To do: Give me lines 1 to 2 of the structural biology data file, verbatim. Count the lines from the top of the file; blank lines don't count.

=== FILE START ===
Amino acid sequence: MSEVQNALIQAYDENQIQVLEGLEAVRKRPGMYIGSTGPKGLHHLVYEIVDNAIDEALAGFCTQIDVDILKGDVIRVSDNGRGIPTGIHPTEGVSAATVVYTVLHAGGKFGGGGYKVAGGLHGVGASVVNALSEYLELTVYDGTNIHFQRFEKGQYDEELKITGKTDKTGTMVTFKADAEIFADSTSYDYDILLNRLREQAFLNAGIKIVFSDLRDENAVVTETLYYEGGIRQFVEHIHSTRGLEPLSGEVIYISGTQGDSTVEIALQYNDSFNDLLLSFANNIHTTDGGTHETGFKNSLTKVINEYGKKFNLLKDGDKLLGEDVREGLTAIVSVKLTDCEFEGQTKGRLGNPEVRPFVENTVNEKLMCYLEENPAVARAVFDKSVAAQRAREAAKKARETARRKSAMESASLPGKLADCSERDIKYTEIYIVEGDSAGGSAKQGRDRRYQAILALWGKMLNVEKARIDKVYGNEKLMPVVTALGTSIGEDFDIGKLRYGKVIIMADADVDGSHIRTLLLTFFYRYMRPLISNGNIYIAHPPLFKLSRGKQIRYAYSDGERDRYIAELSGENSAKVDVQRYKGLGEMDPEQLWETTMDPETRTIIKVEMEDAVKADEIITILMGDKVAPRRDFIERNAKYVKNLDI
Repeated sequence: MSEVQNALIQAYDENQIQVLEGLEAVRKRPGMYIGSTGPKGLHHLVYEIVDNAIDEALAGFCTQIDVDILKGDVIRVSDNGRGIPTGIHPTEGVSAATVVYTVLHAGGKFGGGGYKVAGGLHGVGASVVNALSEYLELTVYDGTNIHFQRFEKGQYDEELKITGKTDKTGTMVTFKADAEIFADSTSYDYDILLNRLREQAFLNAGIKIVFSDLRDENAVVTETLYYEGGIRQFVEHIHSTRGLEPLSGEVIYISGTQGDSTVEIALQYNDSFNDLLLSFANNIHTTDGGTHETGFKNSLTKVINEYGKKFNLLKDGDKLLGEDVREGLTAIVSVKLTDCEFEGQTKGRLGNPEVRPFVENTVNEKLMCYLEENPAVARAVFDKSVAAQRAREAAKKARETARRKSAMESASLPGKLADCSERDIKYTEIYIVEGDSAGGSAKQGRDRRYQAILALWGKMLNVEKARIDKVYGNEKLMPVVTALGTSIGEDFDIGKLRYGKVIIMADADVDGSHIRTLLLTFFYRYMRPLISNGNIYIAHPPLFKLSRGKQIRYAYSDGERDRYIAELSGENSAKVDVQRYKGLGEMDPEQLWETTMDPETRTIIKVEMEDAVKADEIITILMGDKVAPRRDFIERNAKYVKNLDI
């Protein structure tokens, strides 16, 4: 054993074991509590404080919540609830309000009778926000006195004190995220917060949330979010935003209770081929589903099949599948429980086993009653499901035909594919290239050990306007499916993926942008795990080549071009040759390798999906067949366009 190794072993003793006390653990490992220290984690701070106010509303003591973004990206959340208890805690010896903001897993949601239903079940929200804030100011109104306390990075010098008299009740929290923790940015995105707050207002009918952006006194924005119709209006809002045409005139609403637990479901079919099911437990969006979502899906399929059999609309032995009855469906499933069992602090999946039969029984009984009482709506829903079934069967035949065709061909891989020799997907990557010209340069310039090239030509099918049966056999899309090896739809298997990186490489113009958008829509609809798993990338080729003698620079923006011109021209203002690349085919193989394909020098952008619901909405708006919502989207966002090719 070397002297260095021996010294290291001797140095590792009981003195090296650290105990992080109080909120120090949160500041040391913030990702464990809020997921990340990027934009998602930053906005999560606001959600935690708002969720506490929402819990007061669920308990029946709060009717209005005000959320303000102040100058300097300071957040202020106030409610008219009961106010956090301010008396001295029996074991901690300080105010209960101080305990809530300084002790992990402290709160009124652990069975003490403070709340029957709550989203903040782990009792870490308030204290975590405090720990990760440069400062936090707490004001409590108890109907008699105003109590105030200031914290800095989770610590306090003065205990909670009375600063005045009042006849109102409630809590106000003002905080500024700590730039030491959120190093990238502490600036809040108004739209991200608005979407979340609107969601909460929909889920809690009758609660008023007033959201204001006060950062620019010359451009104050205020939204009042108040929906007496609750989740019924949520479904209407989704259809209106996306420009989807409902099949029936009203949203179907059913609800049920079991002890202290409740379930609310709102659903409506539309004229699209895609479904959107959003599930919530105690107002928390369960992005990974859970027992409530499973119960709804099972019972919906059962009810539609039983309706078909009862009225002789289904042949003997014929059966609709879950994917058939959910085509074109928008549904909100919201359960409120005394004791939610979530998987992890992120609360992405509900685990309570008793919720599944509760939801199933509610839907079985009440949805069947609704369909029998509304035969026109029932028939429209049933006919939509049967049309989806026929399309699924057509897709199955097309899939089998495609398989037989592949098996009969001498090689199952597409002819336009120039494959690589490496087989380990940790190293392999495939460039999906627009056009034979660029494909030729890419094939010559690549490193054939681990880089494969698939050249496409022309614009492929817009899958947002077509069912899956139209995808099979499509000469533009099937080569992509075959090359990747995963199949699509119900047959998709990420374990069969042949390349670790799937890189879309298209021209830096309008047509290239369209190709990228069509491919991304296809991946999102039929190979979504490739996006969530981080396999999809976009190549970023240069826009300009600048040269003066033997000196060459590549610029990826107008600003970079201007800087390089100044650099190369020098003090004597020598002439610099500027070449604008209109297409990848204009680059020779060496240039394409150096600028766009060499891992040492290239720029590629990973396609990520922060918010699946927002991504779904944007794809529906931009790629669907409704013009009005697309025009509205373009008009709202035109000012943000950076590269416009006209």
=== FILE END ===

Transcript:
Amino acid sequence: MSEVQNALIQAYDENQIQVLEGLEAVRKRPGMYIGSTGPKGLHHLVYEIVDNAIDEALAGFCTQIDVDILKGDVIRVSDNGRGIPTGIHPTEGVSAATVVYTVLHAGGKFGGGGYKVAGGLHGVGASVVNALSEYLELTVYDGTNIHFQRFEKGQYDEELKITGKTDKTGTMVTFKADAEIFADSTSYDYDILLNRLREQAFLNAGIKIVFSDLRDENAVVTETLYYEGGIRQFVEHIHSTRGLEPLSGEVIYISGTQGDSTVEIALQYNDSFNDLLLSFANNIHTTDGGTHETGFKNSLTKVINEYGKKFNLLKDGDKLLGEDVREGLTAIVSVKLTDCEFEGQTKGRLGNPEVRPFVENTVNEKLMCYLEENPAVARAVFDKSVAAQRAREAAKKARETARRKSAMESASLPGKLADCSERDIKYTEIYIVEGDSAGGSAKQGRDRRYQAILALWGKMLNVEKARIDKVYGNEKLMPVVTALGTSIGEDFDIGKLRYGKVIIMADADVDGSHIRTLLLTFFYRYMRPLISNGNIYIAHPPLFKLSRGKQIRYAYSDGERDRYIAELSGENSAKVDVQRYKGLGEMDPEQLWETTMDPETRTIIKVEMEDAVKADEIITILMGDKVAPRRDFIERNAKYVKNLDI
Repeated sequence: MSEVQNALIQAYDENQIQVLEGLEAVRKRPGMYIGSTGPKGLHHLVYEIVDNAIDEALAGFCTQIDVDILKGDVIRVSDNGRGIPTGIHPTEGVSAATVVYTVLHAGGKFGGGGYKVAGGLHGVGASVVNALSEYLELTVYDGTNIHFQRFEKGQYDEELKITGKTDKTGTMVTFKADAEIFADSTSYDYDILLNRLREQAFLNAGIKIVFSDLRDENAVVTETLYYEGGIRQFVEHIHSTRGLEPLSGEVIYISGTQGDSTVEIALQYNDSFNDLLLSFANNIHTTDGGTHETGFKNSLTKVINEYGKKFNLLKDGDKLLGEDVREGLTAIVSVKLTDCEFEGQTKGRLGNPEVRPFVENTVNEKLMCYLEENPAVARAVFDKSVAAQRAREAAKKARETARRKSAMESASLPGKLADCSERDIKYTEIYIVEGDSAGGSAKQGRDRRYQAILALWGKMLNVEKARIDKVYGNEKLMPVVTALGTSIGEDFDIGKLRYGKVIIMADADVDGSHIRTLLLTFFYRYMRPLISNGNIYIAHPPLFKLSRGKQIRYAYSDGERDRYIAELSGENSAKVDVQRYKGLGEMDPEQLWETTMDPETRTIIKVEMEDAVKADEIITILMGDKVAPRRDFIERNAKYVKNLDI